Skip to main content

Improving the safety of care of people with dementia in the community

Dementia care is predominantly provided by carers in home settings. We aimed to identify the priorities for homecare safety of people with dementia according to dementia health and social care professionals using a novel priority-setting method. The study was published in BMC Geriatrics.

The project steering group determined the scope, the context and the criteria for prioritization. We then invited 185 North-West London clinicians via an open-ended questionnaire to identify three main problems and solutions relating to homecare safety of people with dementia. 76 clinicians submitted their suggestions which were thematically synthesized into a composite list of 27 distinct problems and 30 solutions. A group of 49 clinicians arbitrarily selected from the initial cohort ranked the composite list of suggestions using predetermined criteria.

Inadequate education of carers of people with dementia (both family and professional) is seen as a key problem that needs addressing in addition to challenges of self-neglect, social isolation, medication non-adherence. Seven out of top 10 problems related to patients and/or carers signalling clearly where help and support are needed. The top ranked solutions focused on involvement and education of family carers, their supervision and continuing support. Several suggestions highlighted a need for improvement of recruitment, oversight and working conditions of professional carers and for different home safety-proofing strategies.

Clinicians identified a range of suggestions for improving homecare safety of people with dementia. Better equipping carers was seen as fundamental for ensuring homecare safety. Many of the identified suggestions are highly challenging and not easily changeable, yet there are also many that are feasible, affordable and could contribute to substantial improvements to dementia homecare safety.

DOI: 10.1186/s12877-017-0415-6

Comments

Popular posts from this blog

Improving discharge planning in NHS hospitals

Factors that need to be considered in discharge planning that have been identified in previous projects include:

Ensuring that discharge arrangements are discussed with patients, family members and carers; and that they are given a copy of the discharge summary.Adequate coordination between the hospital, community health services, general practices, and the providers of social care services.There is a follow-up after discharge of patients at high risk of complications or readmission - either in person or by telephone - to ensure that the discharge arrangements are working well. Medicines reconciliation is carried out. This is the process of verifying patient medication lists at a point-of-care transition, such as hospital discharge, to identify which medications have been added, discontinued, or changed from pre-admission medication lists.Ensuring that any outstanding test results at discharge are obtained and passed on to primary care teams; and ensuring there are clear arrangements …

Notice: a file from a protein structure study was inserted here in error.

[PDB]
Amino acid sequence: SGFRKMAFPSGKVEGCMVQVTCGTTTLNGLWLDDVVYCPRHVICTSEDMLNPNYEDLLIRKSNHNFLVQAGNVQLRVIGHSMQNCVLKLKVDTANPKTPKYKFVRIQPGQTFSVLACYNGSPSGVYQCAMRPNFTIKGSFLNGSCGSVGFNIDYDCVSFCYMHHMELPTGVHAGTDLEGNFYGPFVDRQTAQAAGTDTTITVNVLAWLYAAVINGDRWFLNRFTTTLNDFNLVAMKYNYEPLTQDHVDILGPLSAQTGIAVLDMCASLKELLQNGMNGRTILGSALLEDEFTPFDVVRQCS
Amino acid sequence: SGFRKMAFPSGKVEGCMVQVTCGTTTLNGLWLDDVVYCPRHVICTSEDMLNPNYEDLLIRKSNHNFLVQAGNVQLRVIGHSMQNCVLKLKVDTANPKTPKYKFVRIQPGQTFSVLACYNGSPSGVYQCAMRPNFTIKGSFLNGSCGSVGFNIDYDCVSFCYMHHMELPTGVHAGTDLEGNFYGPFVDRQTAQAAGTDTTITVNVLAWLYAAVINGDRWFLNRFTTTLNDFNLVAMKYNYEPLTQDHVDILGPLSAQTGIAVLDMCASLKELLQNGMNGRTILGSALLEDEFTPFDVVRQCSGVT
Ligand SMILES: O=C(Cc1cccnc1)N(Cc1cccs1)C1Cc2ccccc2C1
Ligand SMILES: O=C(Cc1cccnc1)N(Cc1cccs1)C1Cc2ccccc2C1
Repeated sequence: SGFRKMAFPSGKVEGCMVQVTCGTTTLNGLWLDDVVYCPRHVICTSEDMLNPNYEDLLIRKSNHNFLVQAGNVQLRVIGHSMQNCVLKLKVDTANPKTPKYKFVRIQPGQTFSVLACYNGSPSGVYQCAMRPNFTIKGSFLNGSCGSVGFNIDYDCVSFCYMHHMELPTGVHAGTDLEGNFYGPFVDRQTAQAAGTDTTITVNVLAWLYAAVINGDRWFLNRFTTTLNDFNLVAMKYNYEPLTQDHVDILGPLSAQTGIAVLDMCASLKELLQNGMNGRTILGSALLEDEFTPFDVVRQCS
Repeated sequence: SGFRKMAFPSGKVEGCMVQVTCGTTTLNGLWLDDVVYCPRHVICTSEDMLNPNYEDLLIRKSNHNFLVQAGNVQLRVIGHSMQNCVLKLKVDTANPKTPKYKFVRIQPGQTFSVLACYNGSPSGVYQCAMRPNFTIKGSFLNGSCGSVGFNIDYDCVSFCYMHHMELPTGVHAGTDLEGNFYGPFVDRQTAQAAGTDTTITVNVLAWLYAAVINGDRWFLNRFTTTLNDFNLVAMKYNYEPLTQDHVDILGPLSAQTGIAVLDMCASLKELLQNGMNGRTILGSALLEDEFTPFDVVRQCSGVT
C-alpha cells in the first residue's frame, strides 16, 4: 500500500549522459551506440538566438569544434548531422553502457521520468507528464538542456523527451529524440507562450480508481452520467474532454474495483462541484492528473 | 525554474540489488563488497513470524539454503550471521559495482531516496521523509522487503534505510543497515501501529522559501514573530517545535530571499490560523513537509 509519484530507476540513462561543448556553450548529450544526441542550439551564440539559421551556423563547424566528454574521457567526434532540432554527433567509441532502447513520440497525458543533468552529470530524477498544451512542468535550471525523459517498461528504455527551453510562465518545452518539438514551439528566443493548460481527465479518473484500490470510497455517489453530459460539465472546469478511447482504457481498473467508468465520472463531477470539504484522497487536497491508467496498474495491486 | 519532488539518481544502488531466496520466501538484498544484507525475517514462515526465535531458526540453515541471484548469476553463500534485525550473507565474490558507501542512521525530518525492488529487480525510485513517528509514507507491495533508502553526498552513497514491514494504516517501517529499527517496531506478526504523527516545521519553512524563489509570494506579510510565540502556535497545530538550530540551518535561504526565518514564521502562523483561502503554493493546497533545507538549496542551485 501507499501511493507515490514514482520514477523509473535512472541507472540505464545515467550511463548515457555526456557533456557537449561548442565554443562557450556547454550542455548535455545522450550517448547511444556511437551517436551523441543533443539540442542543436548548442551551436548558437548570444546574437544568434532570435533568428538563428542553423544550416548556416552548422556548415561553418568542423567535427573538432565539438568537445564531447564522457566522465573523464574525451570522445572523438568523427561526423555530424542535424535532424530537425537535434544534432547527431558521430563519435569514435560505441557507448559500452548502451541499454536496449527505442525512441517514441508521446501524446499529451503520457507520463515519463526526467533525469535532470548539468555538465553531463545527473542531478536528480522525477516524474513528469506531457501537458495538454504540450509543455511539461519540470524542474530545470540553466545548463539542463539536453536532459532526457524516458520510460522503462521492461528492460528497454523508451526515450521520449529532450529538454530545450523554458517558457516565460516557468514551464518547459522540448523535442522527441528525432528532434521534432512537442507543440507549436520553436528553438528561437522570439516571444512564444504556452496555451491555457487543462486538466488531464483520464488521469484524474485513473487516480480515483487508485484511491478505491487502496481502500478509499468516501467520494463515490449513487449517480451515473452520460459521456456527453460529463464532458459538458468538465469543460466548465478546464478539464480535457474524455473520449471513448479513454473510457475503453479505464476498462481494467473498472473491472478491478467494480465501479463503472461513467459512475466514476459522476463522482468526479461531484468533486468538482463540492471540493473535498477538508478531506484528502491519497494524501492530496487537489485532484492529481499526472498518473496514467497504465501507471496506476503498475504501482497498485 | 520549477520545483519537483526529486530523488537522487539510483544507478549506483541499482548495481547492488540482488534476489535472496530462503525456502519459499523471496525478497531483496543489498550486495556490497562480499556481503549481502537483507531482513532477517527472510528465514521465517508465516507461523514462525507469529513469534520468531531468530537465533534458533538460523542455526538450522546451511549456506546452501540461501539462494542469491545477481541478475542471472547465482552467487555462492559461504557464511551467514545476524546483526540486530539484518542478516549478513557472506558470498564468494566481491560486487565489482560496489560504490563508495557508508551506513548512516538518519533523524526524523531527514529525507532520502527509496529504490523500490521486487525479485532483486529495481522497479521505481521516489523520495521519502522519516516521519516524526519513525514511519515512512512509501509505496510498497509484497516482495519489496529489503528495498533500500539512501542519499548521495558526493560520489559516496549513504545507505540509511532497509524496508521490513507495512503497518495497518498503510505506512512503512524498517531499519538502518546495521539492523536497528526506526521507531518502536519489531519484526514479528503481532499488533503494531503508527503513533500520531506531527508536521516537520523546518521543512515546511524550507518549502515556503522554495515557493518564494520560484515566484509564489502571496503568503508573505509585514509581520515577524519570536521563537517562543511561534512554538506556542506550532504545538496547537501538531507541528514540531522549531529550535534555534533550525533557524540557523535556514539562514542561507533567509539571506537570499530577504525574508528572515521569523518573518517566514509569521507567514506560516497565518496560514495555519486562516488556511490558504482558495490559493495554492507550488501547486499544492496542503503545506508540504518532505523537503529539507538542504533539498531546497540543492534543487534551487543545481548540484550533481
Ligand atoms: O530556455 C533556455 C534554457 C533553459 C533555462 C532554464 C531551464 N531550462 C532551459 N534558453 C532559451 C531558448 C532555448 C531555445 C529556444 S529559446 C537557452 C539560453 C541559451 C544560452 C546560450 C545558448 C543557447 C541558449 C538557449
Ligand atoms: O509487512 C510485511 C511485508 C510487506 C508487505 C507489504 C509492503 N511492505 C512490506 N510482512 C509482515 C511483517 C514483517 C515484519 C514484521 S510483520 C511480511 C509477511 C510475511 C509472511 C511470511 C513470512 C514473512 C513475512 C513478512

What will Brexit mean for the NHS?

On the 29 March 2017, the Prime Minister of the UK Theresa May, formally notified the European Union (EU) Council President, Donald Tusk, of the UK’s intention to leave the EU. Theresa May’s letter to Donald Tusk triggers a two-year process during which the UK will have to negotiate both the terms of its exit from EU and the arrangements that will replace those we have had for over 40 years with the other member states of the EU. The consequences of the United Kingdom’s departure from the EU (commonly referred to as ‘Brexit’) will be wide-ranging and will affect all areas of UK’s society, including the National Health Service (NHS).

For the NHS, Brexit comes at a time when it faces many other major challenges. These include severe financial pressures, rising workload, increased waiting times for both primary care and specialist services, and shortages of health professionals in many key areas (such as in general practice and in emergency departments). The NHS also faces challenges fr…

Can GPs issue private prescriptions to NHS patients?

The NHS prescription charge in England is currently £8.60 per item. At this level, many commonly prescribed drugs will cost less than the prescription charge and so some NHS patients may occasionally ask if they can have a private prescription rather than an NHS prescription.

In the past, some GPs have been advised that they could issue both an NHS FP10 and a private prescription, and let the patient decide which to use. But the British Medical Association's General Practice Committee has obtained legal advice that said under the current primary care contract, GPs in England may not issue a private prescription alongside or as an alternative to an NHS FP10 prescription. In any consultation where a GP needs to issue an FP10, the concurrent issue of a private prescription would be a breach of NHS regulations.

The issuing of a private prescription in such circumstances could also be seen as an attempt to deprive the NHS of the funds it would receive from the prescription charge. Fur…